Duane Faw, attendee at the meeting, a retired Marine Corps General who had once been in charge of all Marine Corps legal activities, and prominent in Urantia Brotherhood affairs, then remarked that he had heard it directly from John Hales.

Although Vern shied away from a direct admission he never denied such ascription from Christy.

No human mortal would know whether another human mortal was or was not a member of the Reserve Corps of Destiny. Such knowledge is not within our capacity. But Christy was held in such high regard, with her history, and then in a leading position as the primary source of information on the origin of the Revelation, that her spoken thoughts and speculations became gospel.

She felt likewise about Martin Myers. But in speaking such thoughts, from her position, she led both men to believe they truly were members of the Reserve Corps, and thus set them up for immature ego expressions and claims of divine mandate.

These events set the stage for an invitation from Martin Myers for Hoite Caston to visit him in Chicago where they held a meeting with the conclusion that something must be done to bring Vern back to reality, and to blunt his influence upon the Urantia community. His behavior was obviously delusional; the last thing anyone wanted was to have him acquire control of Urantia operations. This decision led to Caston's report.

The Family of God had about forty devoted members at the time, together with an outreach that permeated much of the Urantia community in the United States. The many talented individuals who were members included Marvin Gawryn, a licensed psychologist who wrote Reaching High: The Psychology of Spiritual Living, his wife Francyl, an outstanding musician, David Kantor, a long-time intellectual contributor to the Urantia community, Bob and Sara Blackstock, Lee and Chrissy Smith, and others.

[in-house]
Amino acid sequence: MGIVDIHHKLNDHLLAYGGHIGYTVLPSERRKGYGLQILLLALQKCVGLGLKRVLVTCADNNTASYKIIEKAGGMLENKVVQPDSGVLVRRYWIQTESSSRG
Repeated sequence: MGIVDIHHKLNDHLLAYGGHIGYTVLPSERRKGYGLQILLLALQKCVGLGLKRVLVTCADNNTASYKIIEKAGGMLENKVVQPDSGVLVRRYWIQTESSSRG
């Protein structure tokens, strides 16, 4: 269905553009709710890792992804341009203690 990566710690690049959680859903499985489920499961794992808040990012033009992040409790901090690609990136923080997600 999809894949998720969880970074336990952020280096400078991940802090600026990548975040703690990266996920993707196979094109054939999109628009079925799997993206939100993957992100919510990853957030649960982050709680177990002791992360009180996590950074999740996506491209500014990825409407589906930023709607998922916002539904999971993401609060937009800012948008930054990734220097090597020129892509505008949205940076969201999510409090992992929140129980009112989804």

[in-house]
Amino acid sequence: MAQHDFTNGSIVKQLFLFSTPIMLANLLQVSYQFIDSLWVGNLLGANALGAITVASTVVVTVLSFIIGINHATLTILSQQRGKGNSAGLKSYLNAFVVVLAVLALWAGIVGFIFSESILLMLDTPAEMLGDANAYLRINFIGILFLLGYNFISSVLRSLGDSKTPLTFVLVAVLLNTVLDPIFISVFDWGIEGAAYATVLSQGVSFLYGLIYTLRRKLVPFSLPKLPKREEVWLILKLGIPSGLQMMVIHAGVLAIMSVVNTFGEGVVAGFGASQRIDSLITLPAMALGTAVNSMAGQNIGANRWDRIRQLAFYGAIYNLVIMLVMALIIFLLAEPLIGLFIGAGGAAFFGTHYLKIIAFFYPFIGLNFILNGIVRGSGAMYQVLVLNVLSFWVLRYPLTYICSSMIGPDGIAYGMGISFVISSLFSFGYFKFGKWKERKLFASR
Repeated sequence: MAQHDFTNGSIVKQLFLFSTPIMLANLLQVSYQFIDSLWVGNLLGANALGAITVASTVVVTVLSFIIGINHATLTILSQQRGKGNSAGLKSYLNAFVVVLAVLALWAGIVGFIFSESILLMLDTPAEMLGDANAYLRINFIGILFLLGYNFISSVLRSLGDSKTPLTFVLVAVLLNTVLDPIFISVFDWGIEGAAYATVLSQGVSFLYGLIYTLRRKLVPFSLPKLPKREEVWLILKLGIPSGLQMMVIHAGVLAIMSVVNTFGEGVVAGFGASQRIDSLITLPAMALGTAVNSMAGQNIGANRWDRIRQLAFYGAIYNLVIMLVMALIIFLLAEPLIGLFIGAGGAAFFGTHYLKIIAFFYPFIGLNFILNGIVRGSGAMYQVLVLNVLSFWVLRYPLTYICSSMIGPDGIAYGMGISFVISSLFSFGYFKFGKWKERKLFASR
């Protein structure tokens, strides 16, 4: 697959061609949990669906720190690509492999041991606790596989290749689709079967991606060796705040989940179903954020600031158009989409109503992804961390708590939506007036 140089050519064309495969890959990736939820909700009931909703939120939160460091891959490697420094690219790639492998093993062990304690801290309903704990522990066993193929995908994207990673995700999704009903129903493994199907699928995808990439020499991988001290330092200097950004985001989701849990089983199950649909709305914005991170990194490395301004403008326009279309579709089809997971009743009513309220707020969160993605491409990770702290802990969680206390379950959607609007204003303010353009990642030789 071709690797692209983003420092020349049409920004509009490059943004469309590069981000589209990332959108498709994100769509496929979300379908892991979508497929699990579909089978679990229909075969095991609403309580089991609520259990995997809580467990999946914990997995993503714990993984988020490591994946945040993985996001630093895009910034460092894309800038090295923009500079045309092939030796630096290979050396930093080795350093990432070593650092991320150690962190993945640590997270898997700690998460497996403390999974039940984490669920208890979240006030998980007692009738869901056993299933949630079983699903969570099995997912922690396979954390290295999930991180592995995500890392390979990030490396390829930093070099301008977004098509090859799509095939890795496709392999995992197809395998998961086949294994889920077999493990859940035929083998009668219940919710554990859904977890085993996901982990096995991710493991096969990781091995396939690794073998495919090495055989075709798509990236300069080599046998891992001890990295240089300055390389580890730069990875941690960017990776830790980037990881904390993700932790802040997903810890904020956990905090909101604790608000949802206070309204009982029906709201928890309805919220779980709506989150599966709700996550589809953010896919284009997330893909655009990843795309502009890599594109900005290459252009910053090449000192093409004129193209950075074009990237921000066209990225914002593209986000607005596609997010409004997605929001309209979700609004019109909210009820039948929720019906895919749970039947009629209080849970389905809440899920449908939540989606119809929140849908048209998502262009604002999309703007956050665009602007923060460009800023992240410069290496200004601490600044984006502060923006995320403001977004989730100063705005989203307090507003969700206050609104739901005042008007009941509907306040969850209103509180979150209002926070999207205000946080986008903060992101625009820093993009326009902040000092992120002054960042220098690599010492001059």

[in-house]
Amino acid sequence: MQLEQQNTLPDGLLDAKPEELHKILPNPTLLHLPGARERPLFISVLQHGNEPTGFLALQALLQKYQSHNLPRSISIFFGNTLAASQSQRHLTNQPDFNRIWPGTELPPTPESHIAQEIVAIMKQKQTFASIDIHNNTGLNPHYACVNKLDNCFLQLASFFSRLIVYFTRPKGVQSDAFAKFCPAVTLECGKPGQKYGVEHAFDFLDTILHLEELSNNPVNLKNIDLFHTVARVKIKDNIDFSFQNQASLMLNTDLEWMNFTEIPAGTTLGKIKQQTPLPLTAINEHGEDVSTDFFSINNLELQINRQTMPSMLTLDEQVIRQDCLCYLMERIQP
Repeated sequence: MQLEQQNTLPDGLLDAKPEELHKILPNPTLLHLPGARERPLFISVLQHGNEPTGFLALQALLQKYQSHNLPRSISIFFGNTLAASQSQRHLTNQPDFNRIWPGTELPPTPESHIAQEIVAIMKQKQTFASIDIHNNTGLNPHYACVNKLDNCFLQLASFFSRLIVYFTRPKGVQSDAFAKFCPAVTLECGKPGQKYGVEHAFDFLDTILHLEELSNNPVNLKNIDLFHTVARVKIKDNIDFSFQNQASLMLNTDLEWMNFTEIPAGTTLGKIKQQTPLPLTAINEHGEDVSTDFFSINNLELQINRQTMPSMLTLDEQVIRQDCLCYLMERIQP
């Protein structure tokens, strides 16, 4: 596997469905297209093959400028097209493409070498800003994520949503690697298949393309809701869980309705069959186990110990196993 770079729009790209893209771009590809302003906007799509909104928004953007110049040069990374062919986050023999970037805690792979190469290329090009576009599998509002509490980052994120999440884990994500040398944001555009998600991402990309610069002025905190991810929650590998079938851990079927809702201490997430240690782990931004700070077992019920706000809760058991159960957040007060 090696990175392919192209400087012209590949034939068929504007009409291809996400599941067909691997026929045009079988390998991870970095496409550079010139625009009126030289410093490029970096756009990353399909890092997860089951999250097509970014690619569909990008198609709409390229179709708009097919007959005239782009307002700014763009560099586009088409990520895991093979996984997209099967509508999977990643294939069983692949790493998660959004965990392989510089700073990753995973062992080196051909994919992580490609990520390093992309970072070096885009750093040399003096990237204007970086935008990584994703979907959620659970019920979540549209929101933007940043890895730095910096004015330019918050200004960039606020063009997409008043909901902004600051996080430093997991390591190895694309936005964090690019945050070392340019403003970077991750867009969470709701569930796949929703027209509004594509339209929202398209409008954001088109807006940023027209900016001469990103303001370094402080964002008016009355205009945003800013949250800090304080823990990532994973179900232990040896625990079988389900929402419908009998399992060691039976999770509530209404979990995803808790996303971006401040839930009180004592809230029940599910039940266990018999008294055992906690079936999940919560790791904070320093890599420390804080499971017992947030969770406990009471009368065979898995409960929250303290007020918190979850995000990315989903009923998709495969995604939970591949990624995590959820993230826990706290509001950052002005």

Some were caught up in Vern's mania. For example, Sara Blackstock believed she was seeing "visions" associated with the coming world tribulation.

Vern was teaching that among his "messages" were warnings of an imminent World War III, and that much of the United States would be destroyed in nuclear holocaust. He advised individuals to build fall-out shelters that should be stocked with food and survival necessities. Many did so, at considerable personal expense. John Hay, cofounder of Celestial Seasonings Tea, wealthy man, and well-known leader within the Urantia community, bought a cave in Arkansas wherein he built a lavish residence, little recognizing the miseries attendant upon an actual holocaust. (The irony of the lack of common sense exhibited by such actions is attested by a law suit brought against Hay when he later sold the cave and its fancy furnishings. The cave leaked water!) Vern also taught that Chicago was a prime target and that if the Urantia organizations were to be salvaged they should move to his new location just outside San Francisco. He had recently purchased the buildings and grounds of an old religious institute, and was in the process of moving his operations there. As Caston pointed out in his analysis, Vern seemed unaware that the San Francisco Bay area was also a prime nuclear target, and that Vern's center would be equally exposed to devastating destruction.